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By Ted Hesson

WASHINGTON, D.C. Tues. Aug 17, 2021 (Reuters) – The administration of U.S. President Joe Biden on Monday appealed a federal judge’s order to reinstate a controversial immigration program that forced tens of thousands of migrants to wait in Mexico for the resolution of their U.S. asylum cases.

The Biden administration appealed the decision to the conservative-leaning 5th U.S. Circuit Court of Appeals after a Texas-based judge on Friday vacated the administration’s decision to end the program, known as the Migrant Protection Protocols (MPP).

The MPP program was launched under former President Donald Trump in 2019, triggering objections from immigrant rights groups and Democrats who said it forced migrants to wait in dangerous conditions in Mexico and undermined the ability to seek asylum in the United States. The Biden administration halted the program in February and has since allowed about 13,000 migrants enrolled in it to enter the United States to pursue their cases.

Biden’s decision to terminate the program – informally known as “remain in Mexico” – was an early and significant political victory, energizing his supporters and underscoring his stated commitment to a more humane immigration system. Republicans criticized the move, saying ending MPP and other restrictive Trump policies would encourage more illegal immigration.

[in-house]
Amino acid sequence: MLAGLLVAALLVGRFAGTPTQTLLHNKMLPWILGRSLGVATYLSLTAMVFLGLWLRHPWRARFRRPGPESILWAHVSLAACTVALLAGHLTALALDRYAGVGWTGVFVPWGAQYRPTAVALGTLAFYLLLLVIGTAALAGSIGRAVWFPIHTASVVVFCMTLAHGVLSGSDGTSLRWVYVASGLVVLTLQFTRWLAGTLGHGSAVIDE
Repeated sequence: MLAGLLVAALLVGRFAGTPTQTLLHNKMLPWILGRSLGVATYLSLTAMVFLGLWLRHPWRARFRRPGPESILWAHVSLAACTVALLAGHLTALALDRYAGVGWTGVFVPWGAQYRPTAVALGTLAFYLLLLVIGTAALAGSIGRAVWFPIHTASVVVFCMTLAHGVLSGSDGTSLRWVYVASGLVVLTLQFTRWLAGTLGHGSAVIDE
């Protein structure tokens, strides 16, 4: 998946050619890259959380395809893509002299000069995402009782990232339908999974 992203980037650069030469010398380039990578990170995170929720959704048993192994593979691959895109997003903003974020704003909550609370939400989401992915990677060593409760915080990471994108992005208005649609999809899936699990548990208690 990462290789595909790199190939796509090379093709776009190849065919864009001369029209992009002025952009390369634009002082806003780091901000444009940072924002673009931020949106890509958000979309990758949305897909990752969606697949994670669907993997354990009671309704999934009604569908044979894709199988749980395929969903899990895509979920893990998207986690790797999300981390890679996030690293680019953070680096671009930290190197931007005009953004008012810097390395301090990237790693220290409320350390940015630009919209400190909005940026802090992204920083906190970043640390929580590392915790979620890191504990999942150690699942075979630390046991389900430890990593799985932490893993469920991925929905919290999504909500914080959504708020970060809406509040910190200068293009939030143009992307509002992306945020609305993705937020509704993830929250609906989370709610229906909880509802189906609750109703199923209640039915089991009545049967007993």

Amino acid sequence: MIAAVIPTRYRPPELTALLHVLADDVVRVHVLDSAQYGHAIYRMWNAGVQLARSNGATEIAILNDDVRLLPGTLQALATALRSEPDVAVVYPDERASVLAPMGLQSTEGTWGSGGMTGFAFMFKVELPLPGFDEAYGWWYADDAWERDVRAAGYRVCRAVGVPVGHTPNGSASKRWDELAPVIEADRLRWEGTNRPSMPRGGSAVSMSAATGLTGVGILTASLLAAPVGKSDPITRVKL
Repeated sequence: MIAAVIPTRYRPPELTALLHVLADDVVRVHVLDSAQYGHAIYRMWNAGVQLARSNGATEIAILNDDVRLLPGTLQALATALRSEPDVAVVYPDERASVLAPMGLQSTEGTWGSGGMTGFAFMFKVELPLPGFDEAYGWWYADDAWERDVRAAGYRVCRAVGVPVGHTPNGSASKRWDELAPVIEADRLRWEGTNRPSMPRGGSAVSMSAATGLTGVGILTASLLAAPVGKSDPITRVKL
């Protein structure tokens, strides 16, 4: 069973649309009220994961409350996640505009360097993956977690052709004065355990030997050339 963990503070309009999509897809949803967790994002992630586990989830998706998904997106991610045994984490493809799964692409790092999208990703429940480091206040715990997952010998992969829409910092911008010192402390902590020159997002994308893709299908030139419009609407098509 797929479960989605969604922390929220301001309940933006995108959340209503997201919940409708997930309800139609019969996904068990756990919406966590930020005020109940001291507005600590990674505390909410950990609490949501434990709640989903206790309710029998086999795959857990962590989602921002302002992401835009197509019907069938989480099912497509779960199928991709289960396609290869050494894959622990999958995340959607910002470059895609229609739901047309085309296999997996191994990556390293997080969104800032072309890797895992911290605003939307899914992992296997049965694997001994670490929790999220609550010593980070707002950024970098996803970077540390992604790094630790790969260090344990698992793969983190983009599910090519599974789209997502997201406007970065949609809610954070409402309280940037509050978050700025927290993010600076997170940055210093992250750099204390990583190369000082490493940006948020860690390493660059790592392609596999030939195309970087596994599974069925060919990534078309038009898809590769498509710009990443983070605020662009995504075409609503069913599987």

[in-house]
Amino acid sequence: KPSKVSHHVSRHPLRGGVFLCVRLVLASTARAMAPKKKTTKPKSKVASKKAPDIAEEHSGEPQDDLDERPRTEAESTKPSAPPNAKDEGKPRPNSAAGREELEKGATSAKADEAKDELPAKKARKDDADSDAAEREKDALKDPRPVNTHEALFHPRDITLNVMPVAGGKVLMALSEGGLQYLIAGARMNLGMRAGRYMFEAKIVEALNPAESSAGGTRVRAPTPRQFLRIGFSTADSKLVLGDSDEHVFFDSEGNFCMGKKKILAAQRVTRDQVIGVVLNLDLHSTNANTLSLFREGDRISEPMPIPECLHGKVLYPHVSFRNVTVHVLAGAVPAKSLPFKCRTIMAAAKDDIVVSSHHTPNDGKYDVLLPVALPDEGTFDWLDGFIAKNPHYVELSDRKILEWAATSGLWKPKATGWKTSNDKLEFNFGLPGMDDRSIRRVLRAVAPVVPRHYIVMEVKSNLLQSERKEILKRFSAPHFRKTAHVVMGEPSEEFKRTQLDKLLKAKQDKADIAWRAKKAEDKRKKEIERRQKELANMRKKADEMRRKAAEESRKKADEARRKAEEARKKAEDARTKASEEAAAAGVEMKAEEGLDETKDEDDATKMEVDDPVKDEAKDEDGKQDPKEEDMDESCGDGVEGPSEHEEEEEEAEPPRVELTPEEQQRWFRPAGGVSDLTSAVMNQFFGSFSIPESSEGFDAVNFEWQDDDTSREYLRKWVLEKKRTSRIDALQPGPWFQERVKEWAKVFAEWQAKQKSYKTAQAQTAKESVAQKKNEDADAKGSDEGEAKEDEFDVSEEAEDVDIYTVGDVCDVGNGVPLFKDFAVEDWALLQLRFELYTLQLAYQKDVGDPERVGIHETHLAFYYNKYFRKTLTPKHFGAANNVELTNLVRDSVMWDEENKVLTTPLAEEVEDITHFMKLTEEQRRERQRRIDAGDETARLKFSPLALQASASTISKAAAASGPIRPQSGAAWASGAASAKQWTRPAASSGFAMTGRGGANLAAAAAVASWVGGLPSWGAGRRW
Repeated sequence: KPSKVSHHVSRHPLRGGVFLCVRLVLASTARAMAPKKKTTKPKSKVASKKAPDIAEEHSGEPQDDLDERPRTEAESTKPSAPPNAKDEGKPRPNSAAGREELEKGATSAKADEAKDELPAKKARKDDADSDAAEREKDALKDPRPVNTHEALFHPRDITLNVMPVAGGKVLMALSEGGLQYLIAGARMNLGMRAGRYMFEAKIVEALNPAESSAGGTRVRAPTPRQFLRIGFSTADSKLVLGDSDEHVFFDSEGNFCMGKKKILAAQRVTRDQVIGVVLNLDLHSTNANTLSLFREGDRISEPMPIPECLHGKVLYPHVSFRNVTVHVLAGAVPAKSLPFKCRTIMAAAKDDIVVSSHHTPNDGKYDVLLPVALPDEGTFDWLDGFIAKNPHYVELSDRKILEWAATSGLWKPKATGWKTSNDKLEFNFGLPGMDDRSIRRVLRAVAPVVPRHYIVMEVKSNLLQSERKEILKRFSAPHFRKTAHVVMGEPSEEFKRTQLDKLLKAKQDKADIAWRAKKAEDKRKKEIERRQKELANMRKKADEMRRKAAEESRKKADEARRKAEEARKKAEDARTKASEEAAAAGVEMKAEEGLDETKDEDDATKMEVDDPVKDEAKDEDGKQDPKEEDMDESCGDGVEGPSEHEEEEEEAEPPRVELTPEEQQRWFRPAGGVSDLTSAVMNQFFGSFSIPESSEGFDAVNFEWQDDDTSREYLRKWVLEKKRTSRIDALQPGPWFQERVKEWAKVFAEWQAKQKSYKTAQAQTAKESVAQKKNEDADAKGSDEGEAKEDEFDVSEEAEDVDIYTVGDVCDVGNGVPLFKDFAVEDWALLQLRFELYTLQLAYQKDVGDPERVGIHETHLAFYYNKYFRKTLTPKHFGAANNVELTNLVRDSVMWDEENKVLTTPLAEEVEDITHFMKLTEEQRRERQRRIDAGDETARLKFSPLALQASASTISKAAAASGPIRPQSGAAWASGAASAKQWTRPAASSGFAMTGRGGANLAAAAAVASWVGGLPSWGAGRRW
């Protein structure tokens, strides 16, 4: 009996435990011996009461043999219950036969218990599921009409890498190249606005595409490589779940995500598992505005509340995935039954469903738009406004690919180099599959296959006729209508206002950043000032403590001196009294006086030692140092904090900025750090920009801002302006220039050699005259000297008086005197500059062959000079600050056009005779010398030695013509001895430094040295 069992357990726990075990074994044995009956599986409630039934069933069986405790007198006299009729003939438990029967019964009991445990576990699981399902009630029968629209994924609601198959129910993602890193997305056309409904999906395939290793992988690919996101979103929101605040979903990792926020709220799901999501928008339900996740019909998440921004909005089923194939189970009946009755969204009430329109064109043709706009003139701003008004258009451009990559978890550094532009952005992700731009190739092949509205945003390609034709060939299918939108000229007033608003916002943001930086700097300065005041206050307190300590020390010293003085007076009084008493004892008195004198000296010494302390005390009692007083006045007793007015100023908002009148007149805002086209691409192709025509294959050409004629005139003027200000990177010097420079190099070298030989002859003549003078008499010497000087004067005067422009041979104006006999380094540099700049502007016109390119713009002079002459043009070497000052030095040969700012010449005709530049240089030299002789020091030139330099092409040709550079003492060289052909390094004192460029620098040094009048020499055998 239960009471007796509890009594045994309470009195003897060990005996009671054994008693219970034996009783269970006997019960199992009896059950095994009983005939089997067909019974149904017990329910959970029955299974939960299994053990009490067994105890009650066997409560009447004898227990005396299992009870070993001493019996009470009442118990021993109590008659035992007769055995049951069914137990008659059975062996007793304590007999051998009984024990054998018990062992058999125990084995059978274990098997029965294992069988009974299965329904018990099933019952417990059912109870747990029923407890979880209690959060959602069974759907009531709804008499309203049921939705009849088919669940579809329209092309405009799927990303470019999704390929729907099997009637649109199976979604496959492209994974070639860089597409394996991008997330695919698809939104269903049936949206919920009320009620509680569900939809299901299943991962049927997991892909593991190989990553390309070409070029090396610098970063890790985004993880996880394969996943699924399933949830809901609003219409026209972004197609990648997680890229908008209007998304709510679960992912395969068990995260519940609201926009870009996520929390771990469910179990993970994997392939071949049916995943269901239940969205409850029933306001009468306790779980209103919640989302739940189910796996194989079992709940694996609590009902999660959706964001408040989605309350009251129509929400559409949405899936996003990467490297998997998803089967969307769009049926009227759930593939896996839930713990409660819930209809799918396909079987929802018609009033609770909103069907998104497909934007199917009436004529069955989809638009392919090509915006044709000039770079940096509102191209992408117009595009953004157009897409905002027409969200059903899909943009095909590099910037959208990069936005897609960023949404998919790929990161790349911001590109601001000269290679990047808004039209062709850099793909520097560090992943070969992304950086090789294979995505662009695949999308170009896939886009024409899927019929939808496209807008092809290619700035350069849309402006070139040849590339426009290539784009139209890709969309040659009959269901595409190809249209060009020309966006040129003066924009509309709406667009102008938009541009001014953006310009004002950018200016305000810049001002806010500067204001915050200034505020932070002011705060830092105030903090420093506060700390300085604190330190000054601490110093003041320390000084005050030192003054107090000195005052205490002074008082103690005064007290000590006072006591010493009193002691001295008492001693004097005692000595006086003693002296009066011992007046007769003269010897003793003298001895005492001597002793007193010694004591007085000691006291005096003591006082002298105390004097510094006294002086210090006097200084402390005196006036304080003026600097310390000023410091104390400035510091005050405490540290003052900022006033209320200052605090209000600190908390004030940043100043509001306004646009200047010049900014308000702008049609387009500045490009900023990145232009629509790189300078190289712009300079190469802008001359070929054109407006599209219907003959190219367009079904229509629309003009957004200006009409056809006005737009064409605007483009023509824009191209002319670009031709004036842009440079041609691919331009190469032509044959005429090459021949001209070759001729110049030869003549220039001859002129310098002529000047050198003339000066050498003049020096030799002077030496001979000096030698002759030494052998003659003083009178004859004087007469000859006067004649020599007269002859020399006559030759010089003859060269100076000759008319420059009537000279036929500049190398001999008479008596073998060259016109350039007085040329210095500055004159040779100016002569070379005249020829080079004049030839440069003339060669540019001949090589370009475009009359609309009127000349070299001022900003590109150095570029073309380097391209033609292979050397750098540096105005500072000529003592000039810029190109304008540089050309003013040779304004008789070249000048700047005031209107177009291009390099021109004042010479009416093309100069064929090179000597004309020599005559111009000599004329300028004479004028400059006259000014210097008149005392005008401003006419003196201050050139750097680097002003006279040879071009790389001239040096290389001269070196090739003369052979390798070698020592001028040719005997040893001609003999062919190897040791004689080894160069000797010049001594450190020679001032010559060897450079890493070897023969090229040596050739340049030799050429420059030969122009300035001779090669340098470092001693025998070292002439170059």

In the months that followed, the number of migrants caught crossing the U.S.-Mexico border soared to 20-year highs, a development that was immediately seized upon by Republicans.

The states of Texas and Missouri filed a legal challenge in April over Biden’s decision to wind down the MPP program, saying it was “unexplained and inexplicable.”

U.S. District Court Judge Matthew Kacsmaryk said on Friday that the Biden administration had failed to follow proper regulatory procedure when it ended the program and ordered it restarted.

However, Kacsmaryk, a Trump appointee, stayed his decision for a week to allow the Biden administration to appeal.

(Reporting by Ted Hesson in Washington; Editing by Ross Colvin and Aurora Ellis)

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